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Terry McAuliffe won, but why was the Virginia race so close? Here are 6 reasons.

Democrat Terry McAuliffe’s win over Republican Ken Cuccinelli in the Virginia governor’s race was predicted by virtually all public polls. But the narrowness of that victory was, largely, missed by polls. So, why was it so close, and what did the polls miss?

The network exit poll depicted how Virginia’s electorate on Tuesday was friendlier to Cuccinelli than most pre-election surveys. Cuccinelli performed better among Republicans and independents than expected, kept the race relatively close among women voters and performed well enough in the central and western parts of the state. (Be sure to check out the Post's interactive graphic showing how Virginia groups voted)

Beyond those top-line findings, the political climate in Virginia may not have been as bad as things appeared in late October. Voters in the governor’s election did not blame Republicans much more than President Obama for the government shutdown, nor did they sour on GOP incumbent Gov. Robert McDonnell, both factors that figured to hurt Cuccinelli’s chances.

Here are some of the big reasons Cuccinelli avoided the big losses portended by polls.

* Republicans avoided sole shutdown blame

The federal government shutdown from October 1 to 17 may not have had quite so much sting for Cuccinelli at the end of the day. Virginia voters doled out nearly as much blame to Obama (45 percent) as they did to the Republicans in Congress (48 percent), according to the exit polls. In the October Washington Post-Abt-SRBI poll, blame went more strongly to Republicans -- by a 21 percent margin over Obama.

Just about a third of voters said they were affected by the shutdown in the exit poll, and they favored McAuliffe by 56 percent to 37 percent for Cuccinelli. But the bulk of people affected by the shutdown live in the D.C. suburbs or the Tidewater area, regions that reliably vote Democratic and may not have voted differently absent the shutdown.

The toxic environment for Republicans in the wake of the partial government shutdown opens the possibility that poll respondents were reluctant to voice support for Cuccinelli in surveys for fear of being seen as supporting a party under intense public criticism.

* Republicans came home 

Our exit poll preview highlighted how Cuccinelli faced open criticism from fellow Republicans during the campaign, and polls showed him winning less support among fellow partisans than McAuliffe did among Democrats -- with Libertarian Robert Sarvis the beneficiary of some of that leakage.

But in the end, 92 percent of Republicans supported Cuccinelli, only three points shy of McAuliffe’s 95 percent tally among Democrats. Cuccinelli gave up a little ground among moderate and liberal Republicans (winning 81 percent), but this was balanced by his 98 percent support among conservative Republicans.

Another helper in Cuccinelli remaining close with McAuliffe was his nine-point margin among independent voters. The fact that Democratic voters outnumbered Republican voters by five percentage points sealed the victory for McAuliffe, however.

* Coal country proved true red

Cuccinelli met his marks in the rural southwestern parts of Virginia, winning by a nearly 2 to 1 margin despite strong efforts by the McAuliffe campaign to paint the Republican as uncaring about poor residents in a region in the heart of coal country.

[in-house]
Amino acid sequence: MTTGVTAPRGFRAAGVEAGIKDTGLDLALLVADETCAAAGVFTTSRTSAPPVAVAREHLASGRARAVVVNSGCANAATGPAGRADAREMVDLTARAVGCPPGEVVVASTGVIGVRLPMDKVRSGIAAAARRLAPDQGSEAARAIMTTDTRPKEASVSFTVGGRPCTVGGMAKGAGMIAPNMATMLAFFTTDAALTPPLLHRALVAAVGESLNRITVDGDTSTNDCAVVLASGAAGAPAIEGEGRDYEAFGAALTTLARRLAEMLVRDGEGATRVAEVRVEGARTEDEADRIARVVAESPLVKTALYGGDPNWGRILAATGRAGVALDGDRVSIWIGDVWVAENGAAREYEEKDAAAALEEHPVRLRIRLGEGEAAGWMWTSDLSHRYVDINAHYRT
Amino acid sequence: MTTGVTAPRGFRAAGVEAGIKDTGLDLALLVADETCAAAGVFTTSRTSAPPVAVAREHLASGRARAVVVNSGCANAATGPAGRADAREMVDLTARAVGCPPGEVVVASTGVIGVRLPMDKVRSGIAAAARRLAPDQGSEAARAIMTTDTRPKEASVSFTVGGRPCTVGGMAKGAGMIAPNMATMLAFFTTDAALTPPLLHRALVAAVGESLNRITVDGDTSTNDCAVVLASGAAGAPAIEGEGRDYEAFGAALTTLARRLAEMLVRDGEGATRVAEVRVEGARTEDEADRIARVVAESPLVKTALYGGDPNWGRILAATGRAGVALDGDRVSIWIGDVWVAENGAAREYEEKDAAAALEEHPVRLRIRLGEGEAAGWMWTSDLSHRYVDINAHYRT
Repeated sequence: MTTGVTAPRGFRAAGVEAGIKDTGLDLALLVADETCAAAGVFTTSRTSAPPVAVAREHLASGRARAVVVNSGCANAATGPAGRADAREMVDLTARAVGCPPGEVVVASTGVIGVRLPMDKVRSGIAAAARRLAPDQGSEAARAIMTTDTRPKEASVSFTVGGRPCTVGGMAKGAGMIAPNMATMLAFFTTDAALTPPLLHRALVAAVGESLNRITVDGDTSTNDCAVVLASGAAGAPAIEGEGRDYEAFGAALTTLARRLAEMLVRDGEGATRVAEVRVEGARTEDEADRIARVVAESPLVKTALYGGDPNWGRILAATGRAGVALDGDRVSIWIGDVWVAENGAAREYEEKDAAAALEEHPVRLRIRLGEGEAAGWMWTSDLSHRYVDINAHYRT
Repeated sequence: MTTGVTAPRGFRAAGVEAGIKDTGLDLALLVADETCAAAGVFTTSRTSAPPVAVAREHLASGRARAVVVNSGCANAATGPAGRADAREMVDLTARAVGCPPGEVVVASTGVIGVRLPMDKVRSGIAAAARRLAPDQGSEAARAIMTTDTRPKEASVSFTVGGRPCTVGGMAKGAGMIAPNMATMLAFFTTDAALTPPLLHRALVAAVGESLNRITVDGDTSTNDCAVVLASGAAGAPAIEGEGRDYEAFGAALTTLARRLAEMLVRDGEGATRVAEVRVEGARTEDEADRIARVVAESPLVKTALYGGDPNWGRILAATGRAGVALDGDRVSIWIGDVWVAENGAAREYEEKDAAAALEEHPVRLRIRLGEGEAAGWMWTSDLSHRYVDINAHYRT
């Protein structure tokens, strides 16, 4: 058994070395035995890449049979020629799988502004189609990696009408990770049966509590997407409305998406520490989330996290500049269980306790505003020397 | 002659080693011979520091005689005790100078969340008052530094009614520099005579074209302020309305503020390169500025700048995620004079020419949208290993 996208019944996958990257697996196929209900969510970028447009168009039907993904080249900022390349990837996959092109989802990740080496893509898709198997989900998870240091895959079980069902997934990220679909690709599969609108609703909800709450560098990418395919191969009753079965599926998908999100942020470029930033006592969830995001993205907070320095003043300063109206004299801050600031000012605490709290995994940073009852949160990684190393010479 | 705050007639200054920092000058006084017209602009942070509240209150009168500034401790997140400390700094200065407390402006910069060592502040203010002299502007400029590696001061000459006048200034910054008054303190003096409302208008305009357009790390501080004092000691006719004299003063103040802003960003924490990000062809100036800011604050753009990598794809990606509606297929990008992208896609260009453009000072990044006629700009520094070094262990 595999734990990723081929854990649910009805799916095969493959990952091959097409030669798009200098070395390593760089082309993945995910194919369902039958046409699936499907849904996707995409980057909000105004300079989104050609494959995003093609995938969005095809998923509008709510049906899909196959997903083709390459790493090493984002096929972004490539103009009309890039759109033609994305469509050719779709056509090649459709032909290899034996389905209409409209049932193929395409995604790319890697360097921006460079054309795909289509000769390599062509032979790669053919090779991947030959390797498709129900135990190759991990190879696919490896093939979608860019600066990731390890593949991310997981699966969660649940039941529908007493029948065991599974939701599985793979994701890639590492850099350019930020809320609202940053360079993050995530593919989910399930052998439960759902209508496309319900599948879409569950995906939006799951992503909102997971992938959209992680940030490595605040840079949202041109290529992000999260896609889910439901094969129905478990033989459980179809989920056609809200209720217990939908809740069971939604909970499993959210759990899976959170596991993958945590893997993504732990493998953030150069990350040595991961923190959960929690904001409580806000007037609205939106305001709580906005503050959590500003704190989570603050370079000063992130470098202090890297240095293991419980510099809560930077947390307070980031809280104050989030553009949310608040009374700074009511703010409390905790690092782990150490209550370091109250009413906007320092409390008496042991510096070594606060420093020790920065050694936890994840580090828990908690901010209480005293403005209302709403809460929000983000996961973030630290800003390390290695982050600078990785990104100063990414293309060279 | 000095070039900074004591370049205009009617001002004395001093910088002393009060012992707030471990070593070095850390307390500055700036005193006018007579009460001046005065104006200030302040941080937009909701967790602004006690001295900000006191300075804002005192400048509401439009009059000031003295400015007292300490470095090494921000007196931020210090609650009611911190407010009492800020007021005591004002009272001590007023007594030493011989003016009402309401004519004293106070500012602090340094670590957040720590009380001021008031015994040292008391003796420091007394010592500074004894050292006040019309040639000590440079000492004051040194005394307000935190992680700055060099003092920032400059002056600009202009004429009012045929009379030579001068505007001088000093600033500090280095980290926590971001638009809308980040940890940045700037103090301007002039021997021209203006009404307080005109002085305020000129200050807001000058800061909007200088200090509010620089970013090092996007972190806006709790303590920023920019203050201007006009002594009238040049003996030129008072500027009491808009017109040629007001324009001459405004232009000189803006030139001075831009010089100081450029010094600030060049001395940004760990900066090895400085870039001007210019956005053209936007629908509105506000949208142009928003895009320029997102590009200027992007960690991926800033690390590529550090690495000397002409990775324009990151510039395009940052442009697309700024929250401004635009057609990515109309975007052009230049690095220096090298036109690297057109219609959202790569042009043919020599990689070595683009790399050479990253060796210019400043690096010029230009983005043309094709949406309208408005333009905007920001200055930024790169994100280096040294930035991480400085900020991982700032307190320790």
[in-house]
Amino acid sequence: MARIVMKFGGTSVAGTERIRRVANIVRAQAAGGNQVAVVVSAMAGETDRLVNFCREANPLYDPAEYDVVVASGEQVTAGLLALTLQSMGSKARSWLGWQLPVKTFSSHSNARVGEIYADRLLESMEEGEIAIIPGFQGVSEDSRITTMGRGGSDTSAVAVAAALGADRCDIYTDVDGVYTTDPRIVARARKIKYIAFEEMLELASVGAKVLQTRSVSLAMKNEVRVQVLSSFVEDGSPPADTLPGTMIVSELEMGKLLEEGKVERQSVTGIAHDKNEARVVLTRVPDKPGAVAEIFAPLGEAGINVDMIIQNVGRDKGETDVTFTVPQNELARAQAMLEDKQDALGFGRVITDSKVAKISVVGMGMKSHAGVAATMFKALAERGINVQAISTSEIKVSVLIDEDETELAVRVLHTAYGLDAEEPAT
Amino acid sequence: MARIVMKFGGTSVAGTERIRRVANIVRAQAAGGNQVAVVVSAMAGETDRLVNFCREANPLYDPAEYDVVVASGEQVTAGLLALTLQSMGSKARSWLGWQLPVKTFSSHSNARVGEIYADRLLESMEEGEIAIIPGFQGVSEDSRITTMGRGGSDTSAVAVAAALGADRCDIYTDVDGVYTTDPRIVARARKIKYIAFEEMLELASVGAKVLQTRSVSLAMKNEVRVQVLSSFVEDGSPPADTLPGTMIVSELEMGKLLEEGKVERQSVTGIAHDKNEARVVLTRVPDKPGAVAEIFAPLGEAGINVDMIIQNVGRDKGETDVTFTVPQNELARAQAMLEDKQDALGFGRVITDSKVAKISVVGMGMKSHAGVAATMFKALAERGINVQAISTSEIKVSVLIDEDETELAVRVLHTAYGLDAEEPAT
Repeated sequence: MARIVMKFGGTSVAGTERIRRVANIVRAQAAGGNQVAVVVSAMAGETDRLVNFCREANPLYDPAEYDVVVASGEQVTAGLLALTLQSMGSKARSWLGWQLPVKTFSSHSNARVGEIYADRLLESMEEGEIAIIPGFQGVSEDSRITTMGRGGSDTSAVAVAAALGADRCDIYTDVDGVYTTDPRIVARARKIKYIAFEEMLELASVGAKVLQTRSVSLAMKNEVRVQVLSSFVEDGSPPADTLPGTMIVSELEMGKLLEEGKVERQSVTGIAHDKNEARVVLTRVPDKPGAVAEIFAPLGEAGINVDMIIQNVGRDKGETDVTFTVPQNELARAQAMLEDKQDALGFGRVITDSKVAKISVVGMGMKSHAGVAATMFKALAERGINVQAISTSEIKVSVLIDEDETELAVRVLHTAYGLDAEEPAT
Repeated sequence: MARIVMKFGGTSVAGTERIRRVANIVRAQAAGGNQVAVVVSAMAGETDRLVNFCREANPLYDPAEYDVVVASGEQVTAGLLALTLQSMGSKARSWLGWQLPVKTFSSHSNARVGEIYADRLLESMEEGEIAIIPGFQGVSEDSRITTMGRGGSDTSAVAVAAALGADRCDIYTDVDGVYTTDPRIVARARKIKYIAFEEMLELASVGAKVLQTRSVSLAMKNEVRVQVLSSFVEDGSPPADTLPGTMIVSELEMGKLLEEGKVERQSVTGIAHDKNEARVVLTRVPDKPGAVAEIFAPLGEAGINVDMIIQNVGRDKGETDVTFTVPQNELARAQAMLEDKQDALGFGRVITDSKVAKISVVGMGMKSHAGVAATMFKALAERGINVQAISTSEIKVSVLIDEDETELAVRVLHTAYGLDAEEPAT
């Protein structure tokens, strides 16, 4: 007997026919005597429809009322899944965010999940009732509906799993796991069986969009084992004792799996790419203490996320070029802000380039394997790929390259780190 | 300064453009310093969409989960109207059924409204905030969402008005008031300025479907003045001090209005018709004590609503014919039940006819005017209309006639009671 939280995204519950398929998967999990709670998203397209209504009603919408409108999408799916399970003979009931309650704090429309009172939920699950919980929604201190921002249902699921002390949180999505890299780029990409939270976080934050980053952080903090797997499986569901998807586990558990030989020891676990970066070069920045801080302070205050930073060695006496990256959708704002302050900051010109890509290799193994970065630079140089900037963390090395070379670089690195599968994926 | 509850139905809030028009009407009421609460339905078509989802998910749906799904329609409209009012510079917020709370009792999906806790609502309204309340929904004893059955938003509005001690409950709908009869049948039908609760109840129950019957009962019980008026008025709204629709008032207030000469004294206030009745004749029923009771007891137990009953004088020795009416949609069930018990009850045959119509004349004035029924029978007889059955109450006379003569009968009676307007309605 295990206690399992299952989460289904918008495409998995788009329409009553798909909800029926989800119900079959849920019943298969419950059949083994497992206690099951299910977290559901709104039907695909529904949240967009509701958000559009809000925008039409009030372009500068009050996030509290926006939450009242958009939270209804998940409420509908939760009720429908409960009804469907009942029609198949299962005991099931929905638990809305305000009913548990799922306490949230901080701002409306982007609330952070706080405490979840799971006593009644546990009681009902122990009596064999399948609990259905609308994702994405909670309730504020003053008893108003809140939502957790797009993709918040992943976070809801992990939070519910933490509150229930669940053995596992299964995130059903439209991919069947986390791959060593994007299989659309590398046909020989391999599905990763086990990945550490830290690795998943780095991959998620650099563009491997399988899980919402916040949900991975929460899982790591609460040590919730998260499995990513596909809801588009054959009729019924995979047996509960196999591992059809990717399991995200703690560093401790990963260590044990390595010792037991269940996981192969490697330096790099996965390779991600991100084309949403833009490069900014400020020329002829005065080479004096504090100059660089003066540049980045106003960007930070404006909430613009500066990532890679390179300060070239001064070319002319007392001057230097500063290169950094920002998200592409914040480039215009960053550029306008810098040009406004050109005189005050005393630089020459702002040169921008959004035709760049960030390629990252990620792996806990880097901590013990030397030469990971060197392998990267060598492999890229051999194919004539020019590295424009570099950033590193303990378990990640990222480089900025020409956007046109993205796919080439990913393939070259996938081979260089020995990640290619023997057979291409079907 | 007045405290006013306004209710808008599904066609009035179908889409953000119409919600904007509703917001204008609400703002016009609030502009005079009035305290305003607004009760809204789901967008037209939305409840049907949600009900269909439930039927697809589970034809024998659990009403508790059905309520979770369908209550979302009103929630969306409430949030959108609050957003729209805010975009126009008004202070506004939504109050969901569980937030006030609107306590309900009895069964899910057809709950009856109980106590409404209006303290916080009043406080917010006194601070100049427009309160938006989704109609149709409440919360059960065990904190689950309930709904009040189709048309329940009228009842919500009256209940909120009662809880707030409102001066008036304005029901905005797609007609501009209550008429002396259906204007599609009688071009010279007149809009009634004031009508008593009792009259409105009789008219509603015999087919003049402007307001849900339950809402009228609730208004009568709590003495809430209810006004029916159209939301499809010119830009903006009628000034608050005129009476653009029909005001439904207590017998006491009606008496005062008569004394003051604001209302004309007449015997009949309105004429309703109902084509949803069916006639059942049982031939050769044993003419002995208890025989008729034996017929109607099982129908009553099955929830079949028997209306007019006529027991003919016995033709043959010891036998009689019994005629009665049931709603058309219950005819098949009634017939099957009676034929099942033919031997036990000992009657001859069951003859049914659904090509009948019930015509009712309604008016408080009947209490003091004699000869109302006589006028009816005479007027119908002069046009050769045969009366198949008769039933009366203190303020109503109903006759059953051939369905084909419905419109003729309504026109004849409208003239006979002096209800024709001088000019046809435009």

An October Post-SRBI October poll and others showed Cuccinelli far underperforming in this loyal Republican region, with Cuccinelli leading by only single digits and Sarvis winning outsized support. But on Election Day, Cuccinelli bundled 60 percent of the votes in western and central Virginia, only one point shy of Mitt Romney’s score in 2012, indicating voters in this key Republican region voted up to their reputation.

* Gender gap

Many pre-election polls predicted major margins for McAuliffe among women voters, in the neighborhood of 20 to 25 points. But Cuccinelli lost women voters to McAuliffe by 51 to 42 percent, about the same range by which Mitt Romney lost to Barack Obama in 2012 in Virginia.

* Late game shift?

The exit polls didn’t provide a measure to catch a late-game momentum shift, but it’s possible attitudes changed in the final days of the campaign. The political climate in the Commonwealth, fostered by the shutdown, may have soured voters on the Republican brand in pre-election polls, but memories may have been short.

* McDonnell approval

A 52 percent majority of voters approve of Gov. McDonnell’s performance in office. Those voters went to Cuccinelli by a healthy 2 to 1 margin over McAuliffe, 61 to 32 percent. McDonnell’s ethical problems were widely believed to have dragged down Cuccinelli’s election efforts, but the sitting governor's decent approval ratings (six points better than Obama’s) suggest otherwise.

Exit poll results are from a survey of 2,376 interviews with randomly selected voters as they exited voting places across Virginia on Tuesday, Nov. 5. The poll was conducted by Edison Media Research for the National Election Pool, The Washington Post and other media organizations. Typical characteristics have a margin of sampling error of plus or minus four percentage points; the error margin for smaller voting groups is larger.

Republican Ken Cuccinelli, Virginia's attorney general, lost the governor's race to Democrat Terry McAuliffe. (Video: Video courtesy of WRIC)
Terry McAuliffe narrowly defeated his Republican challenger Ken Cuccinelli in the battle for the Virginia governor's seat. (Video: Courtesy of WRIC)

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